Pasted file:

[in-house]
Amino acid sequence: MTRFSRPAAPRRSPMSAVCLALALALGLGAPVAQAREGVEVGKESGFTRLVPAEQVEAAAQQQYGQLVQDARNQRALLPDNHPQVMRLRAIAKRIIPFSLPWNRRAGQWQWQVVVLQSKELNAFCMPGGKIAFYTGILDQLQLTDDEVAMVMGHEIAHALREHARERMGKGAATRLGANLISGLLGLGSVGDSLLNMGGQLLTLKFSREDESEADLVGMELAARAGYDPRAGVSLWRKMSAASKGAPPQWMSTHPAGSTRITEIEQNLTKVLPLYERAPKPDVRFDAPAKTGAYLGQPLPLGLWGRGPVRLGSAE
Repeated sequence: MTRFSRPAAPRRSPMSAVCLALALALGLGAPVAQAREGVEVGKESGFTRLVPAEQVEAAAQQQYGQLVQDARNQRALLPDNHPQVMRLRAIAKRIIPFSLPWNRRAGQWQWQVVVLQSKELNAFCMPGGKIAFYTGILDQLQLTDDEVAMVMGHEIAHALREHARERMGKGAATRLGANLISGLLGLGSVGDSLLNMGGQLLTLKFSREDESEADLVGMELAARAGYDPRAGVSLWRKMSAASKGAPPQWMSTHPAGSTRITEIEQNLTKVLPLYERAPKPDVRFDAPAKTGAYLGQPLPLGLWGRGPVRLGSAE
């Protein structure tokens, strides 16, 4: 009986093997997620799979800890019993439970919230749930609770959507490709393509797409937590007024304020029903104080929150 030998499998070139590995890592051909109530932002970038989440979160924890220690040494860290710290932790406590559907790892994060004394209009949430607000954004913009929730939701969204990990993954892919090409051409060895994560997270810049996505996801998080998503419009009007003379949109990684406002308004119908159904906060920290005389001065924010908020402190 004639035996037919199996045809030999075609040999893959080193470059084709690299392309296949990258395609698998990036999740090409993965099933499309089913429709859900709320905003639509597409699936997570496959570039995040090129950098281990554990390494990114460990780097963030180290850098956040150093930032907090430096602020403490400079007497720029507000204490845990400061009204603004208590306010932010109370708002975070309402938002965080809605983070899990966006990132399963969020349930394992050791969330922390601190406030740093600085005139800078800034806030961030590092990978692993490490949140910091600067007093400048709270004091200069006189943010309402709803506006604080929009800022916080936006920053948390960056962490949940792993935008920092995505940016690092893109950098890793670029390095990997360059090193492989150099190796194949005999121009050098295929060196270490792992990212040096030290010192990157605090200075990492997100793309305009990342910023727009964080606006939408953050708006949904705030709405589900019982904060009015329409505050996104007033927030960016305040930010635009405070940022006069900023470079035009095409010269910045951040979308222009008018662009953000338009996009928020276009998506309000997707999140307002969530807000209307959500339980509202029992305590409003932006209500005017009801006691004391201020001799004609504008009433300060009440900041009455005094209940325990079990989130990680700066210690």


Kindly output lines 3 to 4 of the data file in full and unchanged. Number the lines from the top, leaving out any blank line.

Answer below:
Repeated sequence: MTRFSRPAAPRRSPMSAVCLALALALGLGAPVAQAREGVEVGKESGFTRLVPAEQVEAAAQQQYGQLVQDARNQRALLPDNHPQVMRLRAIAKRIIPFSLPWNRRAGQWQWQVVVLQSKELNAFCMPGGKIAFYTGILDQLQLTDDEVAMVMGHEIAHALREHARERMGKGAATRLGANLISGLLGLGSVGDSLLNMGGQLLTLKFSREDESEADLVGMELAARAGYDPRAGVSLWRKMSAASKGAPPQWMSTHPAGSTRITEIEQNLTKVLPLYERAPKPDVRFDAPAKTGAYLGQPLPLGLWGRGPVRLGSAE
């Protein structure tokens, strides 16, 4: 009986093997997620799979800890019993439970919230749930609770959507490709393509797409937590007024304020029903104080929150 030998499998070139590995890592051909109530932002970038989440979160924890220690040494860290710290932790406590559907790892994060004394209009949430607000954004913009929730939701969204990990993954892919090409051409060895994560997270810049996505996801998080998503419009009007003379949109990684406002308004119908159904906060920290005389001065924010908020402190 004639035996037919199996045809030999075609040999893959080193470059084709690299392309296949990258395609698998990036999740090409993965099933499309089913429709859900709320905003639509597409699936997570496959570039995040090129950098281990554990390494990114460990780097963030180290850098956040150093930032907090430096602020403490400079007497720029507000204490845990400061009204603004208590306010932010109370708002975070309402938002965080809605983070899990966006990132399963969020349930394992050791969330922390601190406030740093600085005139800078800034806030961030590092990978692993490490949140910091600067007093400048709270004091200069006189943010309402709803506006604080929009800022916080936006920053948390960056962490949940792993935008920092995505940016690092893109950098890793670029390095990997360059090193492989150099190796194949005999121009050098295929060196270490792992990212040096030290010192990157605090200075990492997100793309305009990342910023727009964080606006939408953050708006949904705030709405589900019982904060009015329409505050996104007033927030960016305040930010635009405070940022006069900023470079035009095409010269910045951040979308222009008018662009953000338009996009928020276009998506309000997707999140307002969530807000209307959500339980509202029992305590409003932006209500005017009801006691004391201020001799004609504008009433300060009440900041009455005094209940325990079990989130990680700066210690």